Significant points
  • Manifesto pledge to raise Personal Allowance to £12,500 and higher rate threshold to £50,000 fulfilled a year early, in 2019/20.
  • Off payroll working reforms to be extended to private sector engagers from April 2020.
  • No changes to pension relief apart from inflation uplift to Lifetime Allowance.
  • Tightening of CGT rules on Entrepreneurs’ Relief and Main Residence Exemption.
  • Annual Investment Allowance for plant and machinery increased to £1 million for two years from 1 January 2019.
  • New capital allowance for construction of commercial buildings introduced for expenditure from 29 October 2018.
  • First-time buyers’ relief from Stamp Duty Land Tax extended to shared ownership schemes.


March 2018 Fuel Rates

HMRC have announced new fuel rates, which will apply for all journeys from 1st March 2018, until further notice. For the one month of March, either the old rates or the new rates can be applied to business journeys. Hybrid cars are treated as either petrol or diesel for this purpose. These amounts can also be used for VAT purposes but employers will need to keep receipts.

The rates are :

Petrol     :     1,400cc or less 11p ; 1,401cc to 2,000cc 14p ; over 2,000cc 22p.

Diesel    :      1,600cc or less  9p ; 1,601cc to 2,000cc 11p ; over 2,000cc 13p.

LPG       :      1,400cc or less  7p ;  1,401cc to 2,000cc  8p ; over 2,000cc 13p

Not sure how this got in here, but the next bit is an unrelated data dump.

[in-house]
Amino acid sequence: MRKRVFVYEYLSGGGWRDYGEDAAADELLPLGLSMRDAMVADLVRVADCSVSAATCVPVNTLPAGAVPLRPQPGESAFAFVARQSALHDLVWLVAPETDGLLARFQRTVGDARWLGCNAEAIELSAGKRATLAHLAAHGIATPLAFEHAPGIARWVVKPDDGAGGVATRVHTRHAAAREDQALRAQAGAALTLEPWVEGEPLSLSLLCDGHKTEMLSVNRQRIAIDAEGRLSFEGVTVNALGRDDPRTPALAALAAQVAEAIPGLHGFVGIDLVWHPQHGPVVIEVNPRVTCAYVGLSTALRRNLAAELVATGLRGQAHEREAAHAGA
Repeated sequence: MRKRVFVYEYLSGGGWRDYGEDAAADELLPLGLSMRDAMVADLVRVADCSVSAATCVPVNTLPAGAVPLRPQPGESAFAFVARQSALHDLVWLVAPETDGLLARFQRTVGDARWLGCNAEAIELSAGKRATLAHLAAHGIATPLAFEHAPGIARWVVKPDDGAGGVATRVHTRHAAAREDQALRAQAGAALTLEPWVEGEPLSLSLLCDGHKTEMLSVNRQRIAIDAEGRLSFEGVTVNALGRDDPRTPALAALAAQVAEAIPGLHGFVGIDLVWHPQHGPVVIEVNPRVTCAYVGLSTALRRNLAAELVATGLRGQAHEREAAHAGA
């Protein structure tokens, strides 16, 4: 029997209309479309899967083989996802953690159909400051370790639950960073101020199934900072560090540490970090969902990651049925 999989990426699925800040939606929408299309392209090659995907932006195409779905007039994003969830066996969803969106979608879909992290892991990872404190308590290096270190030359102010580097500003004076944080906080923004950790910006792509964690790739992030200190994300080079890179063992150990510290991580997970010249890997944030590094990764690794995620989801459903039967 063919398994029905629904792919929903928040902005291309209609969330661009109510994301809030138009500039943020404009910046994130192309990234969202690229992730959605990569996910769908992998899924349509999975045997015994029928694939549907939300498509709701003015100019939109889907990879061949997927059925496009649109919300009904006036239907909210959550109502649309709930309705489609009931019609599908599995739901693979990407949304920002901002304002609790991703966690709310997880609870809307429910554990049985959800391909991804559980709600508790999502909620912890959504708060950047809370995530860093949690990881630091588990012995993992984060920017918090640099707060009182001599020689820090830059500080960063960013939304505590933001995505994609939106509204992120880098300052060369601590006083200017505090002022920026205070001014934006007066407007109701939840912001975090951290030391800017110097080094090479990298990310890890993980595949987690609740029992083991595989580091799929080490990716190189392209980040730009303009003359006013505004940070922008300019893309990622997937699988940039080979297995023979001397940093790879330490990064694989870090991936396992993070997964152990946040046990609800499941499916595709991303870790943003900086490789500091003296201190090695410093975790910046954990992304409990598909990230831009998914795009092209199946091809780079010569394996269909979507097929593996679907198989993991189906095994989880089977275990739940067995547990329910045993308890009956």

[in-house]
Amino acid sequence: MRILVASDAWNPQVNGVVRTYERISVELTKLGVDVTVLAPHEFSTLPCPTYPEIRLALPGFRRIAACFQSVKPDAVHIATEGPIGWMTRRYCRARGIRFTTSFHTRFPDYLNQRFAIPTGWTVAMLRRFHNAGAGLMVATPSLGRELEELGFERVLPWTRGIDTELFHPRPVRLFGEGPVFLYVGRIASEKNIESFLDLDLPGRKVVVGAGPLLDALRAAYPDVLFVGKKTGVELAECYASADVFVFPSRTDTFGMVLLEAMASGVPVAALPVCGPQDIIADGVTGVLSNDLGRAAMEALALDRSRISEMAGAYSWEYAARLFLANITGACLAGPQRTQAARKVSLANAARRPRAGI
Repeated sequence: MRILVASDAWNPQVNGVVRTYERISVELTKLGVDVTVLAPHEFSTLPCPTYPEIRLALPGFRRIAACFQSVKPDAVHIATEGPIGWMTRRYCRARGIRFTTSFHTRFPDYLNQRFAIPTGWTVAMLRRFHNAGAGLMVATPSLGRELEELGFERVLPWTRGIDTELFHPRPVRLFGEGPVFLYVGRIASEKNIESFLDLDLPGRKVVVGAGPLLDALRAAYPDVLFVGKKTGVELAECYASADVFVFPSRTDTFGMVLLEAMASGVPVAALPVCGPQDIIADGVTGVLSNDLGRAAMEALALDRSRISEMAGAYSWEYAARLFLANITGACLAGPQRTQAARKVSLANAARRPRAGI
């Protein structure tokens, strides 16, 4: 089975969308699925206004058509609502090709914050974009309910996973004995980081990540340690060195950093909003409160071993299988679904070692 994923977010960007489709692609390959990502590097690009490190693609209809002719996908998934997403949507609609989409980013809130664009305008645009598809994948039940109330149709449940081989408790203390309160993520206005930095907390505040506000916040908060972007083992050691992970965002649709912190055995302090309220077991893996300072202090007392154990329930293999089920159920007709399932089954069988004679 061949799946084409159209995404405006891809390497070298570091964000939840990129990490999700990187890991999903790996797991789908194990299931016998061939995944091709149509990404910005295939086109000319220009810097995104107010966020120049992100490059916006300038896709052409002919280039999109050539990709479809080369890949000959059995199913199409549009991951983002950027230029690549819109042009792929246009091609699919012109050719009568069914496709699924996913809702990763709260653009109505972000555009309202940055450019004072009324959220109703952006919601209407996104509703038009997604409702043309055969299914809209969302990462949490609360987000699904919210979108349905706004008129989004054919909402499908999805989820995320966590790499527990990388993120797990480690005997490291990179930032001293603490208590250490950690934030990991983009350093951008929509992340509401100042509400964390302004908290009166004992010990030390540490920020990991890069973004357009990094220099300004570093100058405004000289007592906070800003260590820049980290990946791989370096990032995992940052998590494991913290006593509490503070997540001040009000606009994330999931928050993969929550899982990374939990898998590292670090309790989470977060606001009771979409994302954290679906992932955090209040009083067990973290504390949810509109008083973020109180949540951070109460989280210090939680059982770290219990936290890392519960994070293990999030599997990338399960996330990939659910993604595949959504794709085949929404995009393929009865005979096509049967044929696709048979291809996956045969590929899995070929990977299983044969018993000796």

Directors Tax Returns

HMRC say that it is necessary for a company director to file a self assessment tax return. The guidance issued by HMRC says that a company director should submit a tax return each year without prompt from them. They may impose a penalty for a late tax return.

Following a recent tax case ( M Kadhem TC5929 ) this guidance is not correct. The judge in the Tribunal case said that the guidance issued by HMRC which stated ” as a director of a limited company you must……register for self assessment……and send a personal self assessment tax return “, did not have the force of law and a taxpayer was not obliged to follow it.

Consequently, where there is no tax liability arising, an appeal should be submitted against any late penalty notices issued by HMRC for a late tax return, simply because you were a company director.